First impressions

A student’s take on Florence

Kirsten Hills
April 3, 2014

Every year thousands of students come to Florence to study. The move is often the first time abroad for many of them, so just what do they think when they arrive in the city? What are the best ways to feel at home for a semester or longer? And what advice can students give to others who may be coming to study here, too?


Any study abroad scheme is an experience of mixed emotions. While, on the one hand, it offers new and thrilling challenges, it is also entering new and daunting territory. Many students leave their countries without knowing what to expect from their new surroundings.


We asked three students at the Lorenzo de’ Medici Institute for their initial thoughts about Florence. All three said they had initially found it difficult to navigate around the city due to Florence’s old layout, very different from the American grid system. Roads here may change names unexpectedly. Likewise, the city has a confusing dual numbering system for buildings, a series of red numbers for businesses and generally blue or black ones for residences. But while the layout of the city may not be straightforward, students find its size convenient. ‘Everything closes early, but it’s so close together, you don’t have to take a bus or car,’ says Xavier. He adds that ‘arriving here I was just thinking “wow” all the time. I felt like I was living my life in a movie.’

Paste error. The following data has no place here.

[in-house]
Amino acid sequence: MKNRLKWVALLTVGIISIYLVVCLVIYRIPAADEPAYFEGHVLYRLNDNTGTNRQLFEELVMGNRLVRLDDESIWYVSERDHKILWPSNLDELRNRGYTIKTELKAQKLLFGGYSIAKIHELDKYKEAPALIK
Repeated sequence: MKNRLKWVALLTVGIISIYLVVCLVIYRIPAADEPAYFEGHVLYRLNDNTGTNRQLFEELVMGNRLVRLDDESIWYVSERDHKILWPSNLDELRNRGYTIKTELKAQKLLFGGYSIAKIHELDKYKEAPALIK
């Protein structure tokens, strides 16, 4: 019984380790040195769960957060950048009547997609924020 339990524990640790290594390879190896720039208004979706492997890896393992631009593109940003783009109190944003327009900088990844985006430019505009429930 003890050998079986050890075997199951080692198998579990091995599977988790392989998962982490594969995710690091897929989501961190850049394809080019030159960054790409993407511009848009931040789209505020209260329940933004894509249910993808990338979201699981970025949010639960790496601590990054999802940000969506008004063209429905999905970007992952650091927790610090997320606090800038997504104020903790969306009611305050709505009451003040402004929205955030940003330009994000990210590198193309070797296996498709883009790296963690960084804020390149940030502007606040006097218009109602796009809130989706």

The students also commented that people are helpful. Even if they don’t speak perfect English, people on the street are quite often willing to help you find where you need to go.


Sarah said, ‘Not knowing the language, obviously it’s nerve-wracking, but once I got here it was fine, and it’s made me more confident about trying to speak Italian.’


The students also commented on how being in Florence has helped their learning. Emily is taking a 'pairing food and wine class' at Lorenzo de’ Medici, and she commented on how she could not have experienced such a class anywhere else.


We also asked Facebook friends of The Florentine for their comments. One former student said, ‘Florence took my breath away; I thought why is there not enough time in life?’ Another commented, ‘I want to move there some day for good, and live the rest of my life there.’


So it’s clear that even if students do struggle with adjusting to a new life here, the challenge is all part of the experience, and it’s one that will remain with them forever.


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